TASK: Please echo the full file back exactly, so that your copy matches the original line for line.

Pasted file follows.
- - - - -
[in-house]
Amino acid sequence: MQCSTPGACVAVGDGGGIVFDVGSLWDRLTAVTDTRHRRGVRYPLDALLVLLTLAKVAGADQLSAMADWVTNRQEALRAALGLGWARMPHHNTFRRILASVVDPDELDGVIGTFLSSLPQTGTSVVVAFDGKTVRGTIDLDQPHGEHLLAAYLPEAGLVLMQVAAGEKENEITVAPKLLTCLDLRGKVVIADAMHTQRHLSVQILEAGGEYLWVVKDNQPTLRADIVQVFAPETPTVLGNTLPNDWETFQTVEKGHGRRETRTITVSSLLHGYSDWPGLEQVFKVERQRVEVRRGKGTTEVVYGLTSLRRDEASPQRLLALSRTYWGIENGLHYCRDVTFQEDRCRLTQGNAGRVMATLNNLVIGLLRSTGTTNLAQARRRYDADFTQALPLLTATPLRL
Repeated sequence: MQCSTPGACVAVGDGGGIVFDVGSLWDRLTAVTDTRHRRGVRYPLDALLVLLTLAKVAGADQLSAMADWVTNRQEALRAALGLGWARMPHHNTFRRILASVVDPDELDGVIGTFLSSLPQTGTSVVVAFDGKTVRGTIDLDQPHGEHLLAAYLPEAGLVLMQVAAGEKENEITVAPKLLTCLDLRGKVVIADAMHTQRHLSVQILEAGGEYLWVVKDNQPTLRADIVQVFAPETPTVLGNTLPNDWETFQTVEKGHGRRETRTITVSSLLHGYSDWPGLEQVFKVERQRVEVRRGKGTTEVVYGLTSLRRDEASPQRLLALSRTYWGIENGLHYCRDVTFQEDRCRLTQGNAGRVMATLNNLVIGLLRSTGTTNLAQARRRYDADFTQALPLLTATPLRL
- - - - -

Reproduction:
[in-house]
Amino acid sequence: MQCSTPGACVAVGDGGGIVFDVGSLWDRLTAVTDTRHRRGVRYPLDALLVLLTLAKVAGADQLSAMADWVTNRQEALRAALGLGWARMPHHNTFRRILASVVDPDELDGVIGTFLSSLPQTGTSVVVAFDGKTVRGTIDLDQPHGEHLLAAYLPEAGLVLMQVAAGEKENEITVAPKLLTCLDLRGKVVIADAMHTQRHLSVQILEAGGEYLWVVKDNQPTLRADIVQVFAPETPTVLGNTLPNDWETFQTVEKGHGRRETRTITVSSLLHGYSDWPGLEQVFKVERQRVEVRRGKGTTEVVYGLTSLRRDEASPQRLLALSRTYWGIENGLHYCRDVTFQEDRCRLTQGNAGRVMATLNNLVIGLLRSTGTTNLAQARRRYDADFTQALPLLTATPLRL
Repeated sequence: MQCSTPGACVAVGDGGGIVFDVGSLWDRLTAVTDTRHRRGVRYPLDALLVLLTLAKVAGADQLSAMADWVTNRQEALRAALGLGWARMPHHNTFRRILASVVDPDELDGVIGTFLSSLPQTGTSVVVAFDGKTVRGTIDLDQPHGEHLLAAYLPEAGLVLMQVAAGEKENEITVAPKLLTCLDLRGKVVIADAMHTQRHLSVQILEAGGEYLWVVKDNQPTLRADIVQVFAPETPTVLGNTLPNDWETFQTVEKGHGRRETRTITVSSLLHGYSDWPGLEQVFKVERQRVEVRRGKGTTEVVYGLTSLRRDEASPQRLLALSRTYWGIENGLHYCRDVTFQEDRCRLTQGNAGRVMATLNNLVIGLLRSTGTTNLAQARRRYDADFTQALPLLTATPLRL